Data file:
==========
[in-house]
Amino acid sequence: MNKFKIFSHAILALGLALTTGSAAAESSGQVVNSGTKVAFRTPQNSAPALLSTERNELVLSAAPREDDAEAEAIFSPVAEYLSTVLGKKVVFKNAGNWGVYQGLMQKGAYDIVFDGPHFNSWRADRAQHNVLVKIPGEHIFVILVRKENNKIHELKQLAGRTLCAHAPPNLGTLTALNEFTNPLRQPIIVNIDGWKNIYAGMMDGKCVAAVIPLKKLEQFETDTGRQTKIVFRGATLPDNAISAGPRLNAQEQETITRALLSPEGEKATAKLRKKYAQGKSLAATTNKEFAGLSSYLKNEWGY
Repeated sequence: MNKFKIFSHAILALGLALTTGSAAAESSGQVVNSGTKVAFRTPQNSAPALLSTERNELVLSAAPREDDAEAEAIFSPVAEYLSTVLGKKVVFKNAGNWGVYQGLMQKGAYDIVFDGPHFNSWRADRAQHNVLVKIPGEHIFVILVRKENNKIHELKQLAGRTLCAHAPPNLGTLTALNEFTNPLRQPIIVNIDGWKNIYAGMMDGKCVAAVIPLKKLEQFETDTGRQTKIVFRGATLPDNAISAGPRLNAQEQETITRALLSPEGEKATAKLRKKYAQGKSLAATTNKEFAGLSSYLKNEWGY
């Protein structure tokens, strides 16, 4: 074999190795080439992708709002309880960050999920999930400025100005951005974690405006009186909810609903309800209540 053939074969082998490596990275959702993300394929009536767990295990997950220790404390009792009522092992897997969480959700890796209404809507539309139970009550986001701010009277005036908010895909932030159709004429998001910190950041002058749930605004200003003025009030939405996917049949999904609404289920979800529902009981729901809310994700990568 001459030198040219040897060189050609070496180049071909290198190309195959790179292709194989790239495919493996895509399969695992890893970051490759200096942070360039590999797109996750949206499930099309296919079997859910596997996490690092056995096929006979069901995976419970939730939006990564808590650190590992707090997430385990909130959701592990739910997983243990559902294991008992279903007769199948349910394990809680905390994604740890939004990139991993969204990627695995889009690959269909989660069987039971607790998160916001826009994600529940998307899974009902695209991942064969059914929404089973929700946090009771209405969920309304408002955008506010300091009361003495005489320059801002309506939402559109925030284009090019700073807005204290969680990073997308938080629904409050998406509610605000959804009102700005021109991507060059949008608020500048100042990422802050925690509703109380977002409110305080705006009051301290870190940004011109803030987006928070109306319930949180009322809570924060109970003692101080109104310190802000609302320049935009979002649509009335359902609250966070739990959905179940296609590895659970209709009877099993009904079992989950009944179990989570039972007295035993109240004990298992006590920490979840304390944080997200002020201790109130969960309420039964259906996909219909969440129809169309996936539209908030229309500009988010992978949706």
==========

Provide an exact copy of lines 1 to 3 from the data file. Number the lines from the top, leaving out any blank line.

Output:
[in-house]
Amino acid sequence: MNKFKIFSHAILALGLALTTGSAAAESSGQVVNSGTKVAFRTPQNSAPALLSTERNELVLSAAPREDDAEAEAIFSPVAEYLSTVLGKKVVFKNAGNWGVYQGLMQKGAYDIVFDGPHFNSWRADRAQHNVLVKIPGEHIFVILVRKENNKIHELKQLAGRTLCAHAPPNLGTLTALNEFTNPLRQPIIVNIDGWKNIYAGMMDGKCVAAVIPLKKLEQFETDTGRQTKIVFRGATLPDNAISAGPRLNAQEQETITRALLSPEGEKATAKLRKKYAQGKSLAATTNKEFAGLSSYLKNEWGY
Repeated sequence: MNKFKIFSHAILALGLALTTGSAAAESSGQVVNSGTKVAFRTPQNSAPALLSTERNELVLSAAPREDDAEAEAIFSPVAEYLSTVLGKKVVFKNAGNWGVYQGLMQKGAYDIVFDGPHFNSWRADRAQHNVLVKIPGEHIFVILVRKENNKIHELKQLAGRTLCAHAPPNLGTLTALNEFTNPLRQPIIVNIDGWKNIYAGMMDGKCVAAVIPLKKLEQFETDTGRQTKIVFRGATLPDNAISAGPRLNAQEQETITRALLSPEGEKATAKLRKKYAQGKSLAATTNKEFAGLSSYLKNEWGY